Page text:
When Abdallah Awele moved to Saudi Arabia from Ethiopia last year, he thought he would land a good job and earn enough money to send home to his family.
But instead, Abdallah, 21, said he was beaten, robbed and jailed for living in the country illegally.
"I wanted a good salary and a good life, that's why I crossed the border," he said.
"When I was in Saudi Arabia, I was successful, I was saving a lot of money and I had nice things. But I lost all of it. Now I am home and I won't go back there."
Abdallah was one of at least 23,000 Ethiopians living illegally in Saudi Arabia, and part of a group of close to 400 flown home on Friday after being expelled.
According to Ethiopian officials, three of their nationals were killed this month in clashes with Saudi police as the clampdown - set in motion after a seven-month amnesty period expired - got under way.
"I had 3,500 Saudi Arabian riyals (930 dollars, 690 euros). We were taken to prison, I lost my luggage, and all of my money was collected by the police," Abdallah said.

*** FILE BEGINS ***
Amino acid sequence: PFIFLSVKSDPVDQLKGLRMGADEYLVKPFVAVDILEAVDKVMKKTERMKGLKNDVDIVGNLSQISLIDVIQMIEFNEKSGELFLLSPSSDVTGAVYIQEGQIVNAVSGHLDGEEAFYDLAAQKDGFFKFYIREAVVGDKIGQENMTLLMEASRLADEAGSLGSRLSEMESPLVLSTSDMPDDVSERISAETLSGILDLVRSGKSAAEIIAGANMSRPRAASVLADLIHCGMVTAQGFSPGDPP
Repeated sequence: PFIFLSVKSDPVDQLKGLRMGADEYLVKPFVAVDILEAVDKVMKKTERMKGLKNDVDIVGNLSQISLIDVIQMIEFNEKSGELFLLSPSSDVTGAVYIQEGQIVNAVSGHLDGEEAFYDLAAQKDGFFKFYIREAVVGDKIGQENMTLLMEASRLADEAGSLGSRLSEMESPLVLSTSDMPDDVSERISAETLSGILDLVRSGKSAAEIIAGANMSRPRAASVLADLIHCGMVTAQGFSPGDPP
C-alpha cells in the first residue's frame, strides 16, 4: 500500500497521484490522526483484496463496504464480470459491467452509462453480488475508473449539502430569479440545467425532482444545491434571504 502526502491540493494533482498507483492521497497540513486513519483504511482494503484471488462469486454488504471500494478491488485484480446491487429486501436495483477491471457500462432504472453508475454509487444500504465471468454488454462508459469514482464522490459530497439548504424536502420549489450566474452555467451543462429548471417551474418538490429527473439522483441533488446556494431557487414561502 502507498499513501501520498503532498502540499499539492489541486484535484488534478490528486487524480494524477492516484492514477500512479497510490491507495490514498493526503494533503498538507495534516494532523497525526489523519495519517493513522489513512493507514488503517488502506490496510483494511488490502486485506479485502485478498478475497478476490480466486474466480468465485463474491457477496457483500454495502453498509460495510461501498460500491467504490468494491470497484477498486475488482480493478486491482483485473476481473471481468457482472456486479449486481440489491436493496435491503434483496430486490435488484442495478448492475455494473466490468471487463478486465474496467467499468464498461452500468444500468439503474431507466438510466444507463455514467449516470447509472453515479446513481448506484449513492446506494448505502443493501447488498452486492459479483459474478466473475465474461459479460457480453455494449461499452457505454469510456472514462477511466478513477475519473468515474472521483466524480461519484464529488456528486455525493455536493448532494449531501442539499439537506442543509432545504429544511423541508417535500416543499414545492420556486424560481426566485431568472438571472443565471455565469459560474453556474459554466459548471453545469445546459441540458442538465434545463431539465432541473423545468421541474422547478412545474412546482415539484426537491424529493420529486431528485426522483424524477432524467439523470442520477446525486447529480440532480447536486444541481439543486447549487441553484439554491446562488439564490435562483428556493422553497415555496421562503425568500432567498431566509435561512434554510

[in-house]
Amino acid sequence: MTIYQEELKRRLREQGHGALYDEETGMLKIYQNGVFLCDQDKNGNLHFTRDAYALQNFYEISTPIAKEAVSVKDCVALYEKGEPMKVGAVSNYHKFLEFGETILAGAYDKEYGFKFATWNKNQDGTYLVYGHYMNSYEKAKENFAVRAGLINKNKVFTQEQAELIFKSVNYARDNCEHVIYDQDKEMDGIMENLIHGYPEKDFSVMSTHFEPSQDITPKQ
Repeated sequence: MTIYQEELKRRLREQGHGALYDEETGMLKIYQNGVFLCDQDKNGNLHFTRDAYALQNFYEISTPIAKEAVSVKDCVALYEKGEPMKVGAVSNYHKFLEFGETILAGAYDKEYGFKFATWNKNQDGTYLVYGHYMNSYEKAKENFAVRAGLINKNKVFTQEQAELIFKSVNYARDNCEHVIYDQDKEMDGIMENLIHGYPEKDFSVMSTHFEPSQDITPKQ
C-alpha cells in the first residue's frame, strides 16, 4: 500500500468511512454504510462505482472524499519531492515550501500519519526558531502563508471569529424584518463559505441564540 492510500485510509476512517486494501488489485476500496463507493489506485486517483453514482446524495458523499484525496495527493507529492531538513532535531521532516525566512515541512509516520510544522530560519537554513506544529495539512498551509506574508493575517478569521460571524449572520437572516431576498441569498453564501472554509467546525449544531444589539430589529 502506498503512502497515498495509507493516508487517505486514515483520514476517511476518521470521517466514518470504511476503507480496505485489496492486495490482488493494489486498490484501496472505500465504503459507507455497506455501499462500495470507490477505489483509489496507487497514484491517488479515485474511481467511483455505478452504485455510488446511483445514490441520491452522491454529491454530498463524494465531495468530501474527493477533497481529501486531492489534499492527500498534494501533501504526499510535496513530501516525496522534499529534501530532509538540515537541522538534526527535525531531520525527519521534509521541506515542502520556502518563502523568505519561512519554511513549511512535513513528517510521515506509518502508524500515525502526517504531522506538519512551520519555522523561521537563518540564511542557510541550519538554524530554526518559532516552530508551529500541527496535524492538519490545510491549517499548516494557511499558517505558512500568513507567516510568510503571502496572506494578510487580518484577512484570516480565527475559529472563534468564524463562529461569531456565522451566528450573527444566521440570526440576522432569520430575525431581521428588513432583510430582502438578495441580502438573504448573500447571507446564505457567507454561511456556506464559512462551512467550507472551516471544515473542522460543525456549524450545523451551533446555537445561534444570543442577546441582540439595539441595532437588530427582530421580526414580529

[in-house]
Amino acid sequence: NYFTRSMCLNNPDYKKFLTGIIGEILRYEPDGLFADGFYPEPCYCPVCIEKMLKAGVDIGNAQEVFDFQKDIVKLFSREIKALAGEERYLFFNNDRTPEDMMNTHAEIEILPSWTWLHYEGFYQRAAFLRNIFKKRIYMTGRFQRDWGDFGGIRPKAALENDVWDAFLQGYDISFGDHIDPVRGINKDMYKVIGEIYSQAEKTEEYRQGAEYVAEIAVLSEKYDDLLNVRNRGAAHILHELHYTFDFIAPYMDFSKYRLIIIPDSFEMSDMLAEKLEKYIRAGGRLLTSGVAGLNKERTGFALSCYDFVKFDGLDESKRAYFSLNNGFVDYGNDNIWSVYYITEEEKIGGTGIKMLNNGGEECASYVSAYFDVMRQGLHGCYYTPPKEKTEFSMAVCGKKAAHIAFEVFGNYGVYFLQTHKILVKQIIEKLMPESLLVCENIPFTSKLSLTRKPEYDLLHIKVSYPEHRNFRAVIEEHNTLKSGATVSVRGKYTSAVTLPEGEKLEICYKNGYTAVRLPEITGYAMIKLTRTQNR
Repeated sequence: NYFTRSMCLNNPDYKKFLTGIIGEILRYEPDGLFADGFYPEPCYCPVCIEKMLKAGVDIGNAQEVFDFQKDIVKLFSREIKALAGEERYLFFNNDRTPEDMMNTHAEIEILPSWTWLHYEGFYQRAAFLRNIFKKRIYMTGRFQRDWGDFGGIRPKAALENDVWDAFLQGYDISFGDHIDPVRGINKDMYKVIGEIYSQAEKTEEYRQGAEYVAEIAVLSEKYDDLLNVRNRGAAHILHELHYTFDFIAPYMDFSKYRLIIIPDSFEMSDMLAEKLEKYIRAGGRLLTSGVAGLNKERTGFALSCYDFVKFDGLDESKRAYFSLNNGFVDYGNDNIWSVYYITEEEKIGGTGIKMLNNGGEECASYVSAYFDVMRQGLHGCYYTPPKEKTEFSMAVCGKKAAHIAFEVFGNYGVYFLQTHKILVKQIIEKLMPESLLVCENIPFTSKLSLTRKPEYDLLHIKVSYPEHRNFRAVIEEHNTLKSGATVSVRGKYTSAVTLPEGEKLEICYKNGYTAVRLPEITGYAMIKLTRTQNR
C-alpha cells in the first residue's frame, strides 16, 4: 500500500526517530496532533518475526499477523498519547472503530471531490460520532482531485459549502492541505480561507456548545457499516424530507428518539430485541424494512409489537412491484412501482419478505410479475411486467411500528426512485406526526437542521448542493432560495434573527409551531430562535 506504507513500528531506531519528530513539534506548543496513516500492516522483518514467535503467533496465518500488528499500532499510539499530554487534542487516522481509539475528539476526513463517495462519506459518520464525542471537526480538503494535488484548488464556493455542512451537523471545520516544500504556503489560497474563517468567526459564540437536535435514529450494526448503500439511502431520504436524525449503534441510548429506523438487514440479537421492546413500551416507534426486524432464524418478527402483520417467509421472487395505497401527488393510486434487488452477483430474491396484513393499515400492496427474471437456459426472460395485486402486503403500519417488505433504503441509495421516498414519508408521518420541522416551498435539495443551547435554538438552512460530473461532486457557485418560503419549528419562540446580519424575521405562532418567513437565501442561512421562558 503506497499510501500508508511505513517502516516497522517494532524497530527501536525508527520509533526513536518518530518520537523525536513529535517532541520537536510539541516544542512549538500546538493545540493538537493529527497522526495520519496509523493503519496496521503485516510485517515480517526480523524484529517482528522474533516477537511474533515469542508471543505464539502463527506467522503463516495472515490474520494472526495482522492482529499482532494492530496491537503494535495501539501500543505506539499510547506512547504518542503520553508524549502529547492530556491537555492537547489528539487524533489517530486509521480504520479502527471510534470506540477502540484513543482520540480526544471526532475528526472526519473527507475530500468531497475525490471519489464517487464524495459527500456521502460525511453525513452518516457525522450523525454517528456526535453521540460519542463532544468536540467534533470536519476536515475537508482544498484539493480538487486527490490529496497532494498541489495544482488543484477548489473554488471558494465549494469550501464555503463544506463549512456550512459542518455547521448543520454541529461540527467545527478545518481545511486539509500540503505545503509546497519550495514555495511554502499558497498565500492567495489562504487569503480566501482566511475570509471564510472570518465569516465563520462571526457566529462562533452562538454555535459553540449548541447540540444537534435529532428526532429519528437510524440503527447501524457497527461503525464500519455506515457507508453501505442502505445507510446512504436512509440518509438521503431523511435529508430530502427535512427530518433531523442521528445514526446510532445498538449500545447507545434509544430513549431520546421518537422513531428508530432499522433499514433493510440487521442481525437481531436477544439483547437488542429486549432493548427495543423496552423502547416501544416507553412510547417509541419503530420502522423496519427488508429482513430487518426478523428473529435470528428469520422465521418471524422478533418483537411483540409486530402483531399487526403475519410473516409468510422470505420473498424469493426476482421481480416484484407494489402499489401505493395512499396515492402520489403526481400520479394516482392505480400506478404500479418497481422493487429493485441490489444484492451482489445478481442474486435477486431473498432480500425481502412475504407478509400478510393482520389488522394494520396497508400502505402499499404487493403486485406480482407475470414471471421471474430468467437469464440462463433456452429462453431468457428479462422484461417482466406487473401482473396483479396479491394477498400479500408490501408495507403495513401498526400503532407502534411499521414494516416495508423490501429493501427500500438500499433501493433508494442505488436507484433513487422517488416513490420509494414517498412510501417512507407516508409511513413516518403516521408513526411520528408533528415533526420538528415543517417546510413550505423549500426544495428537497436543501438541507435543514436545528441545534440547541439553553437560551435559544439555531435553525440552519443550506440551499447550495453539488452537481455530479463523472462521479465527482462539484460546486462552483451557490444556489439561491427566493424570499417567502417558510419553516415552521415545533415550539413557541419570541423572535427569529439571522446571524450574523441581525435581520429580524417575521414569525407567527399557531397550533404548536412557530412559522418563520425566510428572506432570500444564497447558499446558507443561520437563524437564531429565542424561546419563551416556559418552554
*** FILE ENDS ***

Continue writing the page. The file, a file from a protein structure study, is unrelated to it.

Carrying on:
"Even my shoes were collected by the police," he said, speaking barefoot after leaving the airport with about 30 other men and showing scars on the back of his neck.
Abdullah, who had a job guarding animals, was jailed for six months - during which he said he was denied food and medical help.
Facing limited job prospects and harsh economic realities back home, large numbers of Ethiopian men and women head to the oil- and gas-rich Arabian peninsula every year seeking work.
The International Labour Organisation said many face physical and mental abuse, menial pay, discrimination and poor working conditions, and the Ethiopian government announced last month it was banning domestic workers from travelling to the Middle East to look for jobs after widespread reports of mistreatment.
I would never go back to Saudi Arabia.